"Our mass media needs to be strengthened," Othman said when asked why some Iraqis have misgivings concerning U.S. presence. She said there was a need for more objective coverage of terrorist attacks against soldiers, both U.S. and Iraqi, and civilians.
The long-time member of the Kurdish resistance and former Minister for Social Affairs in Kurdistan also discussed the role of women in the future of Iraq, their achievements since the fall of Saddam Hussein and their importance in education.
"We cannot build democracy without women," Minister Othman said, "[they] must be involved in every part of Iraq." She added that since the ouster of the Hussein regime, there are some 500 local NGOs "working for women," building civil society through education about democracy, violence against women, business, and healthcare.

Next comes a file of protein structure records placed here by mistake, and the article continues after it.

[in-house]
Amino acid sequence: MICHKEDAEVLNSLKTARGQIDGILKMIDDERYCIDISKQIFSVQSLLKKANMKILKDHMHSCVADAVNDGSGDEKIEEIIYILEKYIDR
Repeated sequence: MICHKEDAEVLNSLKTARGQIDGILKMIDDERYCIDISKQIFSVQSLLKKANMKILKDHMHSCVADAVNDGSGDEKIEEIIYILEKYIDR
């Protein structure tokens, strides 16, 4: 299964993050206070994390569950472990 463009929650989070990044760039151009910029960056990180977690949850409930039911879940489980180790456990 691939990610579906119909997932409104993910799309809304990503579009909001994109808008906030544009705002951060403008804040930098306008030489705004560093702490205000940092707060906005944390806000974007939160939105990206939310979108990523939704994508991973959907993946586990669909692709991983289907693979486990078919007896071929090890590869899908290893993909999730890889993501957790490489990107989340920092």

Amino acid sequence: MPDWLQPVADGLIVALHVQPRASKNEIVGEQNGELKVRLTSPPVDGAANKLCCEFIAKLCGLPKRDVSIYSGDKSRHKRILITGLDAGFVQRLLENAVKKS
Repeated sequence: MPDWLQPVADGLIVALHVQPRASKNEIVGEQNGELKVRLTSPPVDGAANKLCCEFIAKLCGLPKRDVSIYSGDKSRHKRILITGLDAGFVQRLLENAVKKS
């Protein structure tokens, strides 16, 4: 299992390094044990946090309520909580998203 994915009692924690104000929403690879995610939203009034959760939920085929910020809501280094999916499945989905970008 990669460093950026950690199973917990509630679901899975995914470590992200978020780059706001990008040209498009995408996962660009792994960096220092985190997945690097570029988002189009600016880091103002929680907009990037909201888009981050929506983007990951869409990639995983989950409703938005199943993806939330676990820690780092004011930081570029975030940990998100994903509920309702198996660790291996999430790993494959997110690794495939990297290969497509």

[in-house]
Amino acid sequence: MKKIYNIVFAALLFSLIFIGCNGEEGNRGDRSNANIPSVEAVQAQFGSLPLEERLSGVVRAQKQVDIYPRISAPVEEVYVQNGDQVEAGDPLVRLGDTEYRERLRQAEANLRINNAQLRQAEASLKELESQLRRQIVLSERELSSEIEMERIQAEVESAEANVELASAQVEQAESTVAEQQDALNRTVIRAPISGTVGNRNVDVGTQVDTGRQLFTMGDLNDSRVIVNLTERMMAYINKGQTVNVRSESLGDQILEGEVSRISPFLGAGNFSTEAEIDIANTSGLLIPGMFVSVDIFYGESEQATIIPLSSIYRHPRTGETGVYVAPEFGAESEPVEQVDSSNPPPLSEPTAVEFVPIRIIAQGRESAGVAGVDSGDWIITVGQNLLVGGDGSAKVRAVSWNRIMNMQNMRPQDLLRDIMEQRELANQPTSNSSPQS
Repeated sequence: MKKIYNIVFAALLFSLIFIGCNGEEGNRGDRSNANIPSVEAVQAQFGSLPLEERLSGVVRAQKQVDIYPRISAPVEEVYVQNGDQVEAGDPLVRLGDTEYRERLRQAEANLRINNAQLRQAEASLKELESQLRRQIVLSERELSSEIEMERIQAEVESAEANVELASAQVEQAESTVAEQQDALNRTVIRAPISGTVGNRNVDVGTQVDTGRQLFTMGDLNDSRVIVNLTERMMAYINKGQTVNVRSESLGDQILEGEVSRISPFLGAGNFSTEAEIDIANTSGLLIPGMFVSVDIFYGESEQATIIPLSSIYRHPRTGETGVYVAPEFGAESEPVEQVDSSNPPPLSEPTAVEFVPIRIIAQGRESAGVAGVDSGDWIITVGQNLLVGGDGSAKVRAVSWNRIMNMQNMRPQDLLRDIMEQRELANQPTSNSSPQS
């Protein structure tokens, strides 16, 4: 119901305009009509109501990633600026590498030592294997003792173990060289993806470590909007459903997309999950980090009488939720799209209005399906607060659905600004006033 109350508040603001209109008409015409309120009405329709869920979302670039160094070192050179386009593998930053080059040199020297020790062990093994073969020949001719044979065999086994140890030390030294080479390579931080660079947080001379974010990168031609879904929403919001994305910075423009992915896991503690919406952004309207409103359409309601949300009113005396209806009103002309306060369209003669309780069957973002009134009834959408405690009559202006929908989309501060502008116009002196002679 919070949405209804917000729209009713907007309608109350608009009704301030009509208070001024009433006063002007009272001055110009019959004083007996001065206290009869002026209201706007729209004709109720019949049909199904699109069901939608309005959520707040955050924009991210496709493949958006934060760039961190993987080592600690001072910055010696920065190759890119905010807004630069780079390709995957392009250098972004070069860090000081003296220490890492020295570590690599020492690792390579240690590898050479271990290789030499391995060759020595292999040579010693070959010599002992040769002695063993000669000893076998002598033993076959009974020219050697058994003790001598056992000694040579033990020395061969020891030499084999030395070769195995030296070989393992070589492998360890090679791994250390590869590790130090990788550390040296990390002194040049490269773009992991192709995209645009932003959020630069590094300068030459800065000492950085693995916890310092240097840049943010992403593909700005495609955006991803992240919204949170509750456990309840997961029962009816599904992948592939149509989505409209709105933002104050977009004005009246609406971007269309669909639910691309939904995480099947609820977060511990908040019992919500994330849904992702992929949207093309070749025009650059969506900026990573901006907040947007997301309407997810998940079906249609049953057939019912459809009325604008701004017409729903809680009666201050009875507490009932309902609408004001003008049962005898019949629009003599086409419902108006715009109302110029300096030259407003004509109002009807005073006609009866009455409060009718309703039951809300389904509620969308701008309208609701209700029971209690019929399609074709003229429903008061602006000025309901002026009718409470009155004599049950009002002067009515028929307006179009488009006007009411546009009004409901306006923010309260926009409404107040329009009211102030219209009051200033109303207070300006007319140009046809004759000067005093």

Despite such grassroots involvement, Othman said she is "striving" to increase the planned 25 percent representation quota for women in the government, saying it "should be around 50 percent."
Othman said the recent $10 million U.S. State Department aid package to the Ministry of Women's Affairs would support improving women's participation in the political process and the January 2005 election.
Asked to comment on the state of Iraqi education since the removal of Saddam Hussein, Othman said that literacy had been in continual decline over the past two decades and that today too many children are not in school. "The mothers could read and now their daughters cannot," she said. Nonetheless, Othman is confident for the future: "through the women, we can make people return to education."
VOA's Kurdish Service airs four hours of programming daily to Iraq and other targeted areas. Airshows are available for live and on demand listening via the Internet at www.VOANews.com/kurdish.
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